Chancellor Block Is a Player in the NCAA

I hope nobody asks me the names of every school in our conference - Andrew Fielding-USA TODAY Sports

The Chancellor recently released a UCLA 2013-14 Year in Review message. The message was 19 paragraphs long. There was much praiseworthy news, as would be expected from our weekly Achilles updates.

It took Block until paragraph 12 to get to UCLA athletics, which sounds about right in terms of his priorities. Here are the topics in the 1st 11 paragraphs- UCLA alum wins Nobel Prize in medicine, money, money, money, money, money, UCLA Volunteer Day, UCLA services for veterans, UCLA K-12 school, faculty awards, special mention of medical school faculty.

Finally, before we get to the current status of the Bilkmore Arms on-campus hotel, we get two paragraphs on athletics. First, recognition from Block that we won titles 110 (women's soccer over Florida State) and 111 (women's tennis over North Carolina).

And then this astounding news.

Gene Block is a member of the NCAA Executive Committee, representing the Pac-12 and (hopefully) UCLA. There are 19 members, so this is not ultra-exclusive. But it is surprising that any conference, let alone the Pac-12, would entrust conveyance of their interests to a know-nothing like Block, is amazing. Block's term runs through August 2016.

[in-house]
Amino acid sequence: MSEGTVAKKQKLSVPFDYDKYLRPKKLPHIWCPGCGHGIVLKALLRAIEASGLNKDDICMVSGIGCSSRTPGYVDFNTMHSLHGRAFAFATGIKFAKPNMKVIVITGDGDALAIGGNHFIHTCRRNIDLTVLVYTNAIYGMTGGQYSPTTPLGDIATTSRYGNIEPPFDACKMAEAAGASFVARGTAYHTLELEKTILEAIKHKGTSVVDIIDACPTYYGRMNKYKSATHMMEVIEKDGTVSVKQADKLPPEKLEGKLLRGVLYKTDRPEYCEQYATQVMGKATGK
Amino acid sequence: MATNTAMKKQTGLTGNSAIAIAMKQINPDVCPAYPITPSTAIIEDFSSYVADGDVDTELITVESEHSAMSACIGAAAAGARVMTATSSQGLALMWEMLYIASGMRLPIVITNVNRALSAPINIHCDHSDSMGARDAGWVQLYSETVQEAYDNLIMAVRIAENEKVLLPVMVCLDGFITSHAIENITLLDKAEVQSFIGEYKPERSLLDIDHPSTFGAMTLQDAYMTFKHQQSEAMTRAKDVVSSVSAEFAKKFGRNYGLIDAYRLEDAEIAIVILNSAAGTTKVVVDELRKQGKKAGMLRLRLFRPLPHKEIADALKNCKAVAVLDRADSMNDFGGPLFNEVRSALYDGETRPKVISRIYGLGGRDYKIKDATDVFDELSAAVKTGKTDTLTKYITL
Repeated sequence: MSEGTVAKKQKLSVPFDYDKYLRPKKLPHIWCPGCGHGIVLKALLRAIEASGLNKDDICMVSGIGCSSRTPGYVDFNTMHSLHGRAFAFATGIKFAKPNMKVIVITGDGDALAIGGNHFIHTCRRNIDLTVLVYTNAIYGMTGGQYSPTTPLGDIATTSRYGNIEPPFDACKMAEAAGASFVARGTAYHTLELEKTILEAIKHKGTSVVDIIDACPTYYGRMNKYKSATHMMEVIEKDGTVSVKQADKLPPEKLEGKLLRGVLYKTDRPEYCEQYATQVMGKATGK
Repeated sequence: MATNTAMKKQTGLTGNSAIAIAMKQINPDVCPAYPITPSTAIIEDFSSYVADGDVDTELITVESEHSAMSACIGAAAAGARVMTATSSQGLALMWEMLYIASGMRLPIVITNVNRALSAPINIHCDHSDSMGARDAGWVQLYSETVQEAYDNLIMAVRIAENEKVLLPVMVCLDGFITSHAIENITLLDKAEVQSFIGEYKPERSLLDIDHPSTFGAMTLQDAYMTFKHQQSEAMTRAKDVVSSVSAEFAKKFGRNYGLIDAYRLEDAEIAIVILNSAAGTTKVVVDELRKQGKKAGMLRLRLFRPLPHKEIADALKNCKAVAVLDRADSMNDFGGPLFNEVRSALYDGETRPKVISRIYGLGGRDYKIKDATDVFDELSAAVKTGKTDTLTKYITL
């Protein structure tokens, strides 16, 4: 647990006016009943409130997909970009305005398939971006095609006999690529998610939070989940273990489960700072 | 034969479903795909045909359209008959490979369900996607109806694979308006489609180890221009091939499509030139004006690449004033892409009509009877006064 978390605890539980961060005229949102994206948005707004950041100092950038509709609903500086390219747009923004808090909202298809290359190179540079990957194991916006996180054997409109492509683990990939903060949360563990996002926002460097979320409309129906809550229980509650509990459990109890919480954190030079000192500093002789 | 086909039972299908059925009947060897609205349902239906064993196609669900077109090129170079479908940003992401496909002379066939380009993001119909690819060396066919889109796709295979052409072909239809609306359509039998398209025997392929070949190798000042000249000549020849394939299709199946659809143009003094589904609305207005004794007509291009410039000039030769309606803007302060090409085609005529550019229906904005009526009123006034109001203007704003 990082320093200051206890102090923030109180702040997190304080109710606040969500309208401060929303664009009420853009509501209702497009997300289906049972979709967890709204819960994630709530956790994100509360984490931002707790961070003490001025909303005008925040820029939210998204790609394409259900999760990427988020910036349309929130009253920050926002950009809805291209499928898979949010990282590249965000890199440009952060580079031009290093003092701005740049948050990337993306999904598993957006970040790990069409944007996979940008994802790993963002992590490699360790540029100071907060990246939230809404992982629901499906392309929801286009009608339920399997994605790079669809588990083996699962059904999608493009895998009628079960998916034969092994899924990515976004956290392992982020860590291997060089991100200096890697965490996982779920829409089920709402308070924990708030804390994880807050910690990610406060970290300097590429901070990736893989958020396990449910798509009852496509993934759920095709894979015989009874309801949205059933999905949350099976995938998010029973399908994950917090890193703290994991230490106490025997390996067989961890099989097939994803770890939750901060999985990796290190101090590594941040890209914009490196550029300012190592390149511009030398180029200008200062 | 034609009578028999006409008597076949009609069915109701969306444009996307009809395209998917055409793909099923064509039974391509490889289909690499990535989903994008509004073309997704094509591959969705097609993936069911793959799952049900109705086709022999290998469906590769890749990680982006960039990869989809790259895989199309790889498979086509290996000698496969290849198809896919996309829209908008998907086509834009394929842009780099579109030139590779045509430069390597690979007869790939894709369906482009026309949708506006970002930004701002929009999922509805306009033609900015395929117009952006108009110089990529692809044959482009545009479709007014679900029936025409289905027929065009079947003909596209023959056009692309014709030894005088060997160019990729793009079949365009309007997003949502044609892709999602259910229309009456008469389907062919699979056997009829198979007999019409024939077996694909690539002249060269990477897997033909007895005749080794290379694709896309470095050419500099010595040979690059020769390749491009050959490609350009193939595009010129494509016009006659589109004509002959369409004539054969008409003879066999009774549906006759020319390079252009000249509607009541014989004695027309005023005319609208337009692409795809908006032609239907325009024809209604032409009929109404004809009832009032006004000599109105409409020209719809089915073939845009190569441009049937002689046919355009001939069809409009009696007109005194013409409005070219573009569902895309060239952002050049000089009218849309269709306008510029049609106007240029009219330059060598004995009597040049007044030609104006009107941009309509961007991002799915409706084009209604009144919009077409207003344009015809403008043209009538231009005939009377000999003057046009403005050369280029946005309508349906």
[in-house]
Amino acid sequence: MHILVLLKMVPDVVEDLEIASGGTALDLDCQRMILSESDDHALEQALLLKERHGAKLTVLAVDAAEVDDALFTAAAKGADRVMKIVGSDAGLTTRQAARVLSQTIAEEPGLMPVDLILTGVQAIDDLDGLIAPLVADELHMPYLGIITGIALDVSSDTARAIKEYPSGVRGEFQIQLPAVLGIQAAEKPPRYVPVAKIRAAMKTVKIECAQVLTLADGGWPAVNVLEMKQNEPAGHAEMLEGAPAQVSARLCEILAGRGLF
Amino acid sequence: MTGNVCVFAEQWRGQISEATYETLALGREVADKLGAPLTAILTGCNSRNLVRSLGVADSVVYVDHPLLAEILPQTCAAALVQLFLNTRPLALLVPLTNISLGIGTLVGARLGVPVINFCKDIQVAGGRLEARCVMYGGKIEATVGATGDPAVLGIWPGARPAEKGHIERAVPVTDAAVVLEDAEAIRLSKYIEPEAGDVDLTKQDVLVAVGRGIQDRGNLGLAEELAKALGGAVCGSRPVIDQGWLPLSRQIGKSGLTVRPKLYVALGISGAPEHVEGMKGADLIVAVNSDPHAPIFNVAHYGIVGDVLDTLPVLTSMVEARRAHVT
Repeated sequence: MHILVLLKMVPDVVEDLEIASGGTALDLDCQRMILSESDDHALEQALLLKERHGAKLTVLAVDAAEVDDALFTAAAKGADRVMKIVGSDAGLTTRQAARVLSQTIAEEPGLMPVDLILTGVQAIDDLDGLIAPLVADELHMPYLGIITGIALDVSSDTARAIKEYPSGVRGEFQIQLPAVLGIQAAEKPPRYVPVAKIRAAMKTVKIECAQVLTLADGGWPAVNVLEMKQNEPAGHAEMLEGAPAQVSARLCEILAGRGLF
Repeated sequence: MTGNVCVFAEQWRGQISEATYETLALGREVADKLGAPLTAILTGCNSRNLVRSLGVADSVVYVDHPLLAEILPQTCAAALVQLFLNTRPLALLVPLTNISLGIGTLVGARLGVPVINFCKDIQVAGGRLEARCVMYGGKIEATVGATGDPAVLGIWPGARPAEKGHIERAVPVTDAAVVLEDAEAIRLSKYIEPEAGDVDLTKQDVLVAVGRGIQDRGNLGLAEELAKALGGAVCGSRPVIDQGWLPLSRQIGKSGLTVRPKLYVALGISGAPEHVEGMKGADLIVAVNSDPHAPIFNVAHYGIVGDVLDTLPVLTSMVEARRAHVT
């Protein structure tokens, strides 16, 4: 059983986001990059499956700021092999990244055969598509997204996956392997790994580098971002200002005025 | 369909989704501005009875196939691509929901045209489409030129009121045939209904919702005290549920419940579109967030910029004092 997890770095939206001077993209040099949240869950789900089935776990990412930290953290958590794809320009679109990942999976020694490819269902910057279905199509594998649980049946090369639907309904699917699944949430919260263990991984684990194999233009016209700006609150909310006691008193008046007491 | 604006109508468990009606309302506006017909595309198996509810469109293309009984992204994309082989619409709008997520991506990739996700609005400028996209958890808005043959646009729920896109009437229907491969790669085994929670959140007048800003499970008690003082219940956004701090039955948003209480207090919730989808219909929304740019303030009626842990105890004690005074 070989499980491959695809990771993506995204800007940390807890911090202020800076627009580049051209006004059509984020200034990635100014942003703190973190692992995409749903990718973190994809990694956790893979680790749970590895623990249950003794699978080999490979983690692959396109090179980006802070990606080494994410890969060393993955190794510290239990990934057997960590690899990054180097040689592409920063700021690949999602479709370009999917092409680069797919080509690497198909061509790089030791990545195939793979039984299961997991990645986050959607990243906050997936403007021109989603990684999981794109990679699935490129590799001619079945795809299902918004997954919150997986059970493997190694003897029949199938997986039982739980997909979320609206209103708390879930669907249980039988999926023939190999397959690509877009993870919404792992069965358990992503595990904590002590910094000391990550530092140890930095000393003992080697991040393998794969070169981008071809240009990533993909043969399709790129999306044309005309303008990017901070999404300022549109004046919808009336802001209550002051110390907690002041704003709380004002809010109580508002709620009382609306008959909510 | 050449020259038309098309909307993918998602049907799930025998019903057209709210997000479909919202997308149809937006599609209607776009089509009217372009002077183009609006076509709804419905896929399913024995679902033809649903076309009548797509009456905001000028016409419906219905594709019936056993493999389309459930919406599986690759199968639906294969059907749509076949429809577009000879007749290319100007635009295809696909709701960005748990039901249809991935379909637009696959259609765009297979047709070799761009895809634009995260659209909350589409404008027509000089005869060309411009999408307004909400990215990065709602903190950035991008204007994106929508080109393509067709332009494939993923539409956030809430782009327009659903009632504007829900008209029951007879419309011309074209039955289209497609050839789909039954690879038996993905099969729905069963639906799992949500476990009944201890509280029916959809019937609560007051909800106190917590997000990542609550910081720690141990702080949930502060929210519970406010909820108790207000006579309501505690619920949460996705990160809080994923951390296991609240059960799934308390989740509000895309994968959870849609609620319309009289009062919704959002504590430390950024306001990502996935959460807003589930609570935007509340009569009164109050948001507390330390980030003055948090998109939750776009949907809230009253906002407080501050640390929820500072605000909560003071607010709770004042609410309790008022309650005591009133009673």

I would imagine that Block had never heard of Ed O'Bannon before Block arrived on campus, and probably had not heard much about him since. But now as a member of the Executive Committee, he undoubtedly knows O'Bannon, not as the heart and soul of our storied 1995 championship team, but as the lead plaintiff in the suit against the NCAA.

Chancellor Block is also a member of the Division 1 Board of Directors, which includes one representative from 18 conferences. So Block is expected to carry the torch for the Pac-12 with the other D-1 conferences. This would appear to be another instance of a big load on narrow shoulders.

I can't imagine what the other Pac-12 schools were thinking when they put Block up as their advocate for intercollegiate athletics. It may just be coincidence that the two states with legal pot are both in Pac-12 territory. Then again...

<em>This is a FanPost and does not necessarily reflect the views of BruinsNation's (BN) editors. It does reflect the views of this particular fan though, which is as important as the views of BN's editors.</em>

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